Counterfeit Detection: Real Notes, Fake Overprints
Posted on 4/16/2019
Detecting a fake note can be a very difficult business. Graders must look closely at print type, paper quality, and minute details in the design that could indicate something is wrong. However, even after a note itself is determined to be genuine, there are still dangers waiting for unsuspecting collectors. One example of such trickery can be found in the forgeries of Libyan Fezzan notes (Pick numbers M9 through M11).
In 1942, during World War II, the Free French forces took over the region known as Fezzan, which had previously been under Italian control and is now a province of modern-day Libya. Rather than print up entirely new notes for the region during their occupation, the French forces instead stamped rectangular “R F FEZZAN” overprints on existing French West African currency for use in Fezzan. At the time, the decision surely made economical sense, but unfortunately, collectors now face a serious problem: the overprint is easy to mimic, and the original French West African notes are relatively easy to find and inexpensive when compared to the Fezzan notes, making forgeries distressingly common.
Below is an image of a genuine Fezzan note (Libya Pick# M9) that was recently graded by PMG:
|Libya, Banque de I'Afrique Occidentale, Pick# M9, ND (1936-38), 5 Francs,
PMG Graded 40 Extremely Fine
Click image to enlarge.
This is a 5 Franc note dated March 10, 1938, and the stamp was determined to be genuine by PMG specialists. Graders had to pay very close attention to the shape of the letters, the height of the stamp, and various other factors before making their determination. After careful deliberation, they felt confident authenticating the piece and encapsulating it in a PMG holder.
By contrast, the 100 Franc note below (Libya Pick# M11) was determined to have a fake Fezzan stamp:
The note itself does appear to be a genuine French West African note (Pick# 23), and at a distance the stamp is very similar to the genuine stamp shown earlier, but upon closer inspection, something seems a bit off about the print type…
Note the way the ink is pooling on the surface of the note rather than sinking into the paper, and how the little particles of ink are escaping around the edges of the letter. These are characteristics of inkjet printing. Right away, our graders knew that this overprint was a modern forgery—after all, inkjet printers were not exactly available during the Second World War!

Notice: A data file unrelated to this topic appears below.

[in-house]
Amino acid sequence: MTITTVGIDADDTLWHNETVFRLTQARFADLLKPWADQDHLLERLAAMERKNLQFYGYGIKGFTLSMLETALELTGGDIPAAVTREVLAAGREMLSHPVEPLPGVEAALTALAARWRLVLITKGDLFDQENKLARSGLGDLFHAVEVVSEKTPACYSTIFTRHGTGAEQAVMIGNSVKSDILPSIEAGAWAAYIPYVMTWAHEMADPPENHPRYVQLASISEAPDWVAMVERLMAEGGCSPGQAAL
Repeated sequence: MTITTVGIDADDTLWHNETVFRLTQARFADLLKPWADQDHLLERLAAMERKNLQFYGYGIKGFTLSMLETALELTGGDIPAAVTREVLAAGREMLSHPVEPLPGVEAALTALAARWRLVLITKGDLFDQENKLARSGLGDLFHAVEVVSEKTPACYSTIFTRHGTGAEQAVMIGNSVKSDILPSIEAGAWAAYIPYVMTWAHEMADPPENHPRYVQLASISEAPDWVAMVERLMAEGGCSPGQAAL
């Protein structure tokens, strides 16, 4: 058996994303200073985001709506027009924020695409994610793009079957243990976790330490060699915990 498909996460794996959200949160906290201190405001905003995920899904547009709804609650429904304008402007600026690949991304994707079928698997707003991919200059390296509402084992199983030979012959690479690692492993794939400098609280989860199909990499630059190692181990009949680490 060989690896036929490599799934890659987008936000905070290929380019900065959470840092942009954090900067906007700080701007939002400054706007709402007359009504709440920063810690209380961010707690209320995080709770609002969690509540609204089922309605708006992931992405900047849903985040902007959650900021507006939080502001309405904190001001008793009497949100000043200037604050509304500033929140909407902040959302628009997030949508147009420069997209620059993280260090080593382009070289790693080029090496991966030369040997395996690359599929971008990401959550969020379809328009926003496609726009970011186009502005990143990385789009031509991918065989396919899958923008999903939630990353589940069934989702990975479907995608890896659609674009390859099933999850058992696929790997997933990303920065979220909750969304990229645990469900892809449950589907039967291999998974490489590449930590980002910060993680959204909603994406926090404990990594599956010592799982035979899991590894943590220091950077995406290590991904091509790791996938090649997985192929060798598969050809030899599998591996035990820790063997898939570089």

Another example, this time of a 25 Franc note (Pick# M10), is shown below:
The bad overprint here is much easier to spot from a distance: it’s far too neat in comparison to a genuine, and the font on the letters is slightly different. Just to be safe, though, let us look a bit closer…
In the image above, one can easily see that this overprint was applied using inkjet. Note the multicolored shadow around the right edge—this is a characteristic of tricolor inkjet printing, which overlaps cyan, yellow, and magenta ink to produce black. There is also a distinctive “stair-step” pattern on the edges of the curves and diagonal lines, which occurs sometimes when printing using a digital method, but would definitely not occur when using a stamp. Again, the graders marked this note as altered.
Genuine Fezzan notes are relatively rare, and forgeries much more advanced than the ones shown above are out there waiting to hoodwink unsuspecting collectors. However, one can rest assured that PMG graders will take every precaution in authenticating the notes that we encapsulate, overprints and all. As such, any note encapsulated by PMG is backed by the PMG Guarantee of grade and authenticity.
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